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  1. OJB

    OJB A Mean Old Man Contributor

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    Sentence usage.

    Discussion in 'Word Mechanics' started by OJB, Jun 15, 2017.

    I've been doing some research and I've been struggling to find an answer to a question I have. There are four types of sentences: Simple, Compound, complex, and compound-complex.

    My question is, 'is there a rule of thumb on what warrants the usage of each type of sentence? Or is it just a stylish approach totally dependent on the writer's own rules?"

    @Wreybies you seem like the man who would know. I've looked and looked, and I've found what elements compose each of them, but not what warrants the usage of say A Compound sentence instead of a Complex.

    -OJB.
     
  2. Wreybies

    Wreybies Thrice Retired Supporter Contributor

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    I would say that's a matter of style and what one wishes to accomplish in a given passage. So long as the syntax is correct, there are many choices and reasons for syntax.

    An example from one of my favorite books, Dhalgren (1975) by Samuel R. Delany, Published by Bantam Books, Page 01.

    All you know I know: careening astronauts and bank clerks glancing at the clock before lunch; actresses cowling at light-ringed mirrors and freight elevator operators grinding a thumbful of grease on a steel handle; student riots; know that dark women in bodegas shook their heads last week because in six months prices have risen outlandishly; how coffee tastes after you've held it in your mouth, cold, a whole minute.

    A whole minute he squatted, pebbles clutched with his left foot (the bare one), listening to his breath sound tumble down the ledges.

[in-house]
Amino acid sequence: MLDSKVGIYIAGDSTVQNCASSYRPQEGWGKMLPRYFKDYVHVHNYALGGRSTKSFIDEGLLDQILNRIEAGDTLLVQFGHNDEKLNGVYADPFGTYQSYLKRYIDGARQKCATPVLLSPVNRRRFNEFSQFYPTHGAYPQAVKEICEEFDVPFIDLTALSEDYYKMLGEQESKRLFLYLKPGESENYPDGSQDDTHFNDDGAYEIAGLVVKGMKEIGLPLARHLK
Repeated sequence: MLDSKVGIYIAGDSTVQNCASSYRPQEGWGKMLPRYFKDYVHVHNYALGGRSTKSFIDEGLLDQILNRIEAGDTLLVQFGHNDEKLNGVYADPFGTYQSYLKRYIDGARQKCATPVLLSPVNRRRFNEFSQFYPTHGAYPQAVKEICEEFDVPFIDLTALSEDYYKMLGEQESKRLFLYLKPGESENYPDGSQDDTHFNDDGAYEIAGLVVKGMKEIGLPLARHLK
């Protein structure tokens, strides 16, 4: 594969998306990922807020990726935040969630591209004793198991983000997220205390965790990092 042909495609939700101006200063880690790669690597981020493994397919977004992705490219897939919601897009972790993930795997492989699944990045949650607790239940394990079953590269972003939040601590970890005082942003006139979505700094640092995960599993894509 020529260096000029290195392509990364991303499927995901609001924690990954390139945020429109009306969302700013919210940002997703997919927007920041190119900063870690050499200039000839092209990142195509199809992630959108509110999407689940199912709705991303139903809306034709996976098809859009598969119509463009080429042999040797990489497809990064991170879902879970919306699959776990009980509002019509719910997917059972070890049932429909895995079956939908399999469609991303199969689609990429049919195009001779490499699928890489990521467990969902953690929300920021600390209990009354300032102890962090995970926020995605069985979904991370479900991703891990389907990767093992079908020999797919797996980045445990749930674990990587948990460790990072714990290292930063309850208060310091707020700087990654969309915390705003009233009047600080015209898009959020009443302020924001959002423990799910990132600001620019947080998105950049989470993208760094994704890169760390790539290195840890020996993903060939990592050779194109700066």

Beyond a leafy arras, reflected moonlight flittered.

    He rubbed his palms against denim. Where he was, was still. Somewhere else, wind whined.

    Notice the unmistakably unusual syntax choices Delany makes. They are grammatically correct, though arguable as to being idiomatic. The first paragraph gives a sense of zipping along, pause to ponder, zip along, pause to ponder...

    ...how coffee tastes after you've held it in your mouth, cold, a whole minute.

    See how cold is an interruption of syntax. It would almost seem to be a dangling modifier, as if it is meant to modify the verb hold and not the noun coffee. You are to question its intent.

    ...A whole minute he squatted, pebbles clutched with his left foot (the bare one), listening to his breath sound tumble down the ledges.

    The flipped syntax of the first clause and the strange use of breath sound as a noun phrase where anyone else would have written sounds of his breath or something to that effect.

    ...Where he was, was still. Somewhere else, wind whined.

    Who speaks this way? No one. Yet notice the beautiful economy of word.



    It's all very purposeful, very carefully chosen and deliberate.
     
    Fernando.C and OJB like this.
  3. OJB

    OJB A Mean Old Man Contributor

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    Thank you Wreybies,

    This was a great example, and I love the wordplay he uses. I've been discovering my own 'rules' in terms of syntax lately, but I was curious if there was any grammatic reasons behind using one sentence type vs another; I am glad to hear it is a stylistic choice. I'll also have to check out this book sometime.

    -OJB
     

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